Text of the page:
St Augustine’s Church of England High School:   St Augustine’s Church of England High School is a Voluntary Aided Church of England comprehensive school in the West London borough of Westminster, Kilburn.
St Augustine’s, Kilburn:   St Augustine’s was founded by Richard Carr Kirkpatrick in the Anglo-Catholic tradition in 1870 and listed as a Grade I building by Historic England.
St Eugene de Mazenod Roman Catholic Primary School:   Voluntary aided school (Primary) which accepts students between the ages of 4 and 11.
St George’s Catholic School:   Academy converter (Secondary) which accepts students between the ages of 11 and 18. Admissions policy: Comprehensive (secondary).
St Joseph’s RC Primary School:   Voluntary aided school (Primary) which accepts students between the ages of 3 and 11.
St Mary Magdalene CofE Primary School:   Voluntary aided school (Primary) which accepts students between the ages of 3 and 11.
St Mary’s Kilburn Church of England Primary School:   Voluntary aided school (Primary) which accepts students between the ages of 3 and 11.
St Saviour’s CofE Primary School:   Voluntary aided school (Primary) which accepts students between the ages of 3 and 11.
The Grange:   The Grange was a large mansion situated on Kilburn High Road until the turn of the twentieth century.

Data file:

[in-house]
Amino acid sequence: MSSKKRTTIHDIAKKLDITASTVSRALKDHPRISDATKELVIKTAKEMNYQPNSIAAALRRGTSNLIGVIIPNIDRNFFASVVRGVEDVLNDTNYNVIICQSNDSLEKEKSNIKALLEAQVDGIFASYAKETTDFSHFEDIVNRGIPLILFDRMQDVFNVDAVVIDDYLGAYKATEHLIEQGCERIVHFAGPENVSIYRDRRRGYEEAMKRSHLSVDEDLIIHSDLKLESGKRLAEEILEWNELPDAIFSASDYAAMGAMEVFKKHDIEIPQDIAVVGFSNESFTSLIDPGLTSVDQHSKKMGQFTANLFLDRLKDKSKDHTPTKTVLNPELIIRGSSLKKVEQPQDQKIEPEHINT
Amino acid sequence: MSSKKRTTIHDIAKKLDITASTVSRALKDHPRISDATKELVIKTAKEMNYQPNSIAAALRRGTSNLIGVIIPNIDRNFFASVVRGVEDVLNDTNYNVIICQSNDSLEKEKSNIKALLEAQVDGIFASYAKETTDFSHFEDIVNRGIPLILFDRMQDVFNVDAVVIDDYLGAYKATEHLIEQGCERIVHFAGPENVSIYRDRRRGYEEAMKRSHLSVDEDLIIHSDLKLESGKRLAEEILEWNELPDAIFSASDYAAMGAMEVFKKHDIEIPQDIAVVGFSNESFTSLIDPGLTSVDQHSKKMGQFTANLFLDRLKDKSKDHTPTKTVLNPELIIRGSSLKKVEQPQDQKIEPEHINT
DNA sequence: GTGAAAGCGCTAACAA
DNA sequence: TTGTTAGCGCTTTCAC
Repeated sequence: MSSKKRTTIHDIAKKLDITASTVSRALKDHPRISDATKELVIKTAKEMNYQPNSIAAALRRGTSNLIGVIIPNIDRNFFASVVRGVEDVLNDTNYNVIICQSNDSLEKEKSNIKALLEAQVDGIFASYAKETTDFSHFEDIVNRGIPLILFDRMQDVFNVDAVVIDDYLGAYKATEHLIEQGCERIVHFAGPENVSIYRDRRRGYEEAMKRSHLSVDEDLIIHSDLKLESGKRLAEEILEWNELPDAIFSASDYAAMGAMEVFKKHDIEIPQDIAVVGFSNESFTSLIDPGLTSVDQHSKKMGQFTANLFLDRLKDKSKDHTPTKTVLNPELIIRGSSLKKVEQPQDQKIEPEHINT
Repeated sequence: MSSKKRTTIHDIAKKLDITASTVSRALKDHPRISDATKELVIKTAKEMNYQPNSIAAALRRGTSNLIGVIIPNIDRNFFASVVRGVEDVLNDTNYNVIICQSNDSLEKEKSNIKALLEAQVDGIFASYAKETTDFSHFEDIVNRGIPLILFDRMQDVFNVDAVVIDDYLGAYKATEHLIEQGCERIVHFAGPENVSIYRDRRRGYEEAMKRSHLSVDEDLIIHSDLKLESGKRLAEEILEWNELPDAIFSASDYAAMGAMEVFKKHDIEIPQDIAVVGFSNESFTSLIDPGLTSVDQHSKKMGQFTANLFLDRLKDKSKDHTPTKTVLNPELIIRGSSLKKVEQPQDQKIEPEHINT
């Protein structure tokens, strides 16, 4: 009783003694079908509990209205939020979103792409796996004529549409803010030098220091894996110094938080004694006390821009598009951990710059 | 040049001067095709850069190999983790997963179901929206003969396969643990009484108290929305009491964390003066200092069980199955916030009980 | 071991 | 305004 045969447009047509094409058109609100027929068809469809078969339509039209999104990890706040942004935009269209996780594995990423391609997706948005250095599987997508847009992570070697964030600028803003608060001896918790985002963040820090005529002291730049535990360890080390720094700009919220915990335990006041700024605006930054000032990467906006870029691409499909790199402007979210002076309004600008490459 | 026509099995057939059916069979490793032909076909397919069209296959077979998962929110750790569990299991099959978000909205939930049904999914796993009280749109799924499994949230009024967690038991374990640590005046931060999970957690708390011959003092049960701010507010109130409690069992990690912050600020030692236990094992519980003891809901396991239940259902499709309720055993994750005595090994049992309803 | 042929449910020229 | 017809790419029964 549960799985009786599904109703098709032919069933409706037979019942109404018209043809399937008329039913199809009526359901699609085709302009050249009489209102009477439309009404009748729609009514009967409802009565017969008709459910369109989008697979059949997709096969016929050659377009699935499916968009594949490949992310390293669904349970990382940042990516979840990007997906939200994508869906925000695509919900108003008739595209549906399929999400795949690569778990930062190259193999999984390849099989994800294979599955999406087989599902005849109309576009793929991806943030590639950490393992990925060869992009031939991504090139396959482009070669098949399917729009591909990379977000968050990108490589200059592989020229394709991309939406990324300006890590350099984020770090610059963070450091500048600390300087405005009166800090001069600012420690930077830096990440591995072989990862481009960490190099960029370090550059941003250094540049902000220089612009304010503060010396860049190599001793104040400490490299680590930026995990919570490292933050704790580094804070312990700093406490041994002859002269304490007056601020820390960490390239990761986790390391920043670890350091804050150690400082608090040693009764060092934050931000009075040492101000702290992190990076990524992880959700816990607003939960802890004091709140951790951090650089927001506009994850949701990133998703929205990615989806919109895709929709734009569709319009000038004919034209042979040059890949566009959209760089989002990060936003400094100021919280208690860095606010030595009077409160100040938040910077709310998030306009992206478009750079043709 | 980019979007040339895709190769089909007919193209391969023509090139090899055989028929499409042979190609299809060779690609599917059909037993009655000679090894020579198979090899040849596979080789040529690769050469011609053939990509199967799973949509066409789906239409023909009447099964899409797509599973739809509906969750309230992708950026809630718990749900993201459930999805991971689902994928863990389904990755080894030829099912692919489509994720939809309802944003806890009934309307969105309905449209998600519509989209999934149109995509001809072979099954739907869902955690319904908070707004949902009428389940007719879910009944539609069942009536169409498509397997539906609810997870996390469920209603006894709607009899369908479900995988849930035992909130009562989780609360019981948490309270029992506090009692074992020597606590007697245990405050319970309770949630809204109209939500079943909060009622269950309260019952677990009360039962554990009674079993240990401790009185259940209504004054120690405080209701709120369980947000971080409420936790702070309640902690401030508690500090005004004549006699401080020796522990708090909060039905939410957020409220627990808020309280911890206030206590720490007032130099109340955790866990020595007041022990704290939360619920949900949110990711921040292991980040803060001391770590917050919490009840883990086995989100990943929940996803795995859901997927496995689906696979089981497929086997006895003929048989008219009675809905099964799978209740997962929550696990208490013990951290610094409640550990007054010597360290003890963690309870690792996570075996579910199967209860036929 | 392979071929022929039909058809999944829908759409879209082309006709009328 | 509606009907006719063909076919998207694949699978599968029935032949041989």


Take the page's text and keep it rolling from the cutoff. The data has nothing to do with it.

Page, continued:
The Railway:   The Railway pub is a standard Victorian pub with a musical secret.
Treherne House:   Treherne House was built in the mid eighteenth century,
Warwick Avenue:   Warwick Avenue tube station is a London Underground station near Little Venice in north-west London. The station is on the Bakerloo Line, between Paddington and Maida Vale stations.
West End House:   West End House, once in open countryside, became surrounded by railways.
West End Park:   West End Park was created from fields known as the 'Little Estate'.
West Hampstead:   The name "West Hampstead" was a 19th century invention - the original name was West End.
West Hampstead (Overground) station:   Wesr Hampstead overground station was known as West End Lane until its name was changed in 1975.
West Hampstead Synagogue:   The West Hampstead Synagogue was consecrated in September 1892.
Westbourne Manor:   The Manor of Westbourne
Westbourne Pond:   Westbourne Pond is marked on the 1830 Greenwood map as the source of the Westbourne River.


PHOTOS OF THE AREA
Kilburn High Road (1880s):   This photo was taken on the corner of Kilburn High Road and Eresby Road, which has since disappeared.


NEARBY STREETS AND BUILDINGS ON THE UNDERGROUND MAP